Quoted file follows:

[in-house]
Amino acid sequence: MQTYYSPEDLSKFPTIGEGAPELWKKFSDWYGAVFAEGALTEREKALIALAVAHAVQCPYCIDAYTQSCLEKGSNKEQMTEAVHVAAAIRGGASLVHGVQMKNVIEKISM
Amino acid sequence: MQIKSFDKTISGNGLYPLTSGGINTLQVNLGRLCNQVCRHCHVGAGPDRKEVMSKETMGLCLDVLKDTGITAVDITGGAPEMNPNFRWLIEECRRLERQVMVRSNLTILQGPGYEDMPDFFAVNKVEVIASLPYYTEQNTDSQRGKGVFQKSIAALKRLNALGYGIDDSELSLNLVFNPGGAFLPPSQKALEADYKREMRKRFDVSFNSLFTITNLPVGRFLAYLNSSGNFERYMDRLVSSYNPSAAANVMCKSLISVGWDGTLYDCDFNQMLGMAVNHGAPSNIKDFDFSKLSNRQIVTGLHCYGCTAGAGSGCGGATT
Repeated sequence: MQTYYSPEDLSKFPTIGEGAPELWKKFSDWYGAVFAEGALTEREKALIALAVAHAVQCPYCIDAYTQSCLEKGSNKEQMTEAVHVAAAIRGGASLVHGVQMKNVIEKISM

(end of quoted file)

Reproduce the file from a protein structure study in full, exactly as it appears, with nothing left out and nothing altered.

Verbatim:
[in-house]
Amino acid sequence: MQTYYSPEDLSKFPTIGEGAPELWKKFSDWYGAVFAEGALTEREKALIALAVAHAVQCPYCIDAYTQSCLEKGSNKEQMTEAVHVAAAIRGGASLVHGVQMKNVIEKISM
Amino acid sequence: MQIKSFDKTISGNGLYPLTSGGINTLQVNLGRLCNQVCRHCHVGAGPDRKEVMSKETMGLCLDVLKDTGITAVDITGGAPEMNPNFRWLIEECRRLERQVMVRSNLTILQGPGYEDMPDFFAVNKVEVIASLPYYTEQNTDSQRGKGVFQKSIAALKRLNALGYGIDDSELSLNLVFNPGGAFLPPSQKALEADYKREMRKRFDVSFNSLFTITNLPVGRFLAYLNSSGNFERYMDRLVSSYNPSAAANVMCKSLISVGWDGTLYDCDFNQMLGMAVNHGAPSNIKDFDFSKLSNRQIVTGLHCYGCTAGAGSGCGGATT
Repeated sequence: MQTYYSPEDLSKFPTIGEGAPELWKKFSDWYGAVFAEGALTEREKALIALAVAHAVQCPYCIDAYTQSCLEKGSNKEQMTEAVHVAAAIRGGASLVHGVQMKNVIEKISM